When I was little, the non-chocolatey biscuits were always left languishing on the biscuit plate once all their chocolatey mates had been snapped up, a bit like children in care at the end of a school day. Just like athlete Kriss Akabusi, Big Issue founder John Bird, actor Samantha Morton and my own adopted uncle, however, malted milk biscuits go to show that growing up in such circumstances is far from a barrier to future greatness.
Malted milk biscuits are defiantly unglamorous; they are the Jeremy Corbyn of the biscuit world. They will win no prizes, and let’s not kid ourselves: in a general biscuit election they will always be beaten by a posturing, overrated Bourbon or a solid, straight-down-the-line chocolate digestive. But malted milks are quietly, understadedly classy. The epithet ‘malted’ expresses a certain rural, artisanal wholesomeness and refers to the pleasing, low-lying barley ambience imparted by the biscuit, and the milk element, whilst lying at a mere 1%, provides a certain je ne sais quoi. I could happily eat a whole pack of malted milk biscuits in a single sitting. They are nice. But they are not Nice – that is another type of biscuit. (Incidentally, is the word ‘Nice’ pronounced ‘nice’ or ‘nice’? Answers on a postcard, please.)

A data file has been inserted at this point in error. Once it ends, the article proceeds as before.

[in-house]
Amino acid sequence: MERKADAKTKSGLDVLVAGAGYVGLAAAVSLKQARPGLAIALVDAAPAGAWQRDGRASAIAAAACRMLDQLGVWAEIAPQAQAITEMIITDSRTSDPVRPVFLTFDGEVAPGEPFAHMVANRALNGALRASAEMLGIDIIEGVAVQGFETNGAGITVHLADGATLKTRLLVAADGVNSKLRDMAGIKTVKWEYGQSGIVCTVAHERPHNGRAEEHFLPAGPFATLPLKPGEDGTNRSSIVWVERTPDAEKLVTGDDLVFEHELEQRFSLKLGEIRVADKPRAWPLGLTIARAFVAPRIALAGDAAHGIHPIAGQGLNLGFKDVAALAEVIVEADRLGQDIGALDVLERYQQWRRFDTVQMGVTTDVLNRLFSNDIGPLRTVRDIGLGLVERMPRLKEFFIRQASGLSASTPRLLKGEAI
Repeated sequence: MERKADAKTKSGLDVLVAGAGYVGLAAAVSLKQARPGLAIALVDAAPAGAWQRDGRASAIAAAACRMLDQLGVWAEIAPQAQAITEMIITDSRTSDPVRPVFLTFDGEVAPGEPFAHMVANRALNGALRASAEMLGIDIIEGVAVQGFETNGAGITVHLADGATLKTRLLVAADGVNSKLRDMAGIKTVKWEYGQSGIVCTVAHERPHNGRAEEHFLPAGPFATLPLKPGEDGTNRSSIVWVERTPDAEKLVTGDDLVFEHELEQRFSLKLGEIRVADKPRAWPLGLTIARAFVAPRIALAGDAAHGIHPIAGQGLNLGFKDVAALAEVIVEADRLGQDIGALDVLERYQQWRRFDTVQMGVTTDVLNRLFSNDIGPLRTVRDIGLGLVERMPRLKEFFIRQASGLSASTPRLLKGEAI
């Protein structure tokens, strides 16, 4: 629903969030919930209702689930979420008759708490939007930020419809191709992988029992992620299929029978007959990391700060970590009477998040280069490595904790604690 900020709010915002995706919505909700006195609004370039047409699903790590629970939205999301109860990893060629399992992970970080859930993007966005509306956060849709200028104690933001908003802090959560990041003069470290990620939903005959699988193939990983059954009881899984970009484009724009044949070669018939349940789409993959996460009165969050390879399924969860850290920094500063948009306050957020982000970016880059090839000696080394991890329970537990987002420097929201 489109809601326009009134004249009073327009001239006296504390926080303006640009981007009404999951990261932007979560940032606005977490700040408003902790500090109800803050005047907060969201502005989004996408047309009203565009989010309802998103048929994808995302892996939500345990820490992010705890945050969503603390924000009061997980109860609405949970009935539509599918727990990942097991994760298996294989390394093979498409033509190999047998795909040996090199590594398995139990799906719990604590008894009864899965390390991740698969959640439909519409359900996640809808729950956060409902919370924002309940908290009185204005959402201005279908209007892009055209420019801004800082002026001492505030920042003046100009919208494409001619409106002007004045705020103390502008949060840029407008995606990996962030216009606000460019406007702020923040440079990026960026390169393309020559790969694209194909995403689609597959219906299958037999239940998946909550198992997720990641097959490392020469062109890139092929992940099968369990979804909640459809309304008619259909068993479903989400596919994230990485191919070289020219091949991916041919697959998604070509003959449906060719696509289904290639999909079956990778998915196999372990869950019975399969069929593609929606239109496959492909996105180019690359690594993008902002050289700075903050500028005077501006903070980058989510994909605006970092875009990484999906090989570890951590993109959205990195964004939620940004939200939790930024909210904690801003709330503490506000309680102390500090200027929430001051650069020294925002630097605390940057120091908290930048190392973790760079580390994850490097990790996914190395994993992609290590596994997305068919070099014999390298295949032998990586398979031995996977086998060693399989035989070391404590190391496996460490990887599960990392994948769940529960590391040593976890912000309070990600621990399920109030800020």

What’s more, in what is surely the ultimate test for any biscuit, malted milks are eminently dunkable: they cohere in their original shape and can withstand a fairly vigorous dunking, whilst at the same time becoming infused with tea. (If you dunk biscuits in coffee you are a monster.)
Malted milks are the thinking person’s biscuit. If you are the kind of moron who watches the Kardashians, listens to stuff by Simon Cowell, reads FHM and lols at Dapper Laughs, then fuck off and have an Oreo.
Malted milk biscuits: 10/10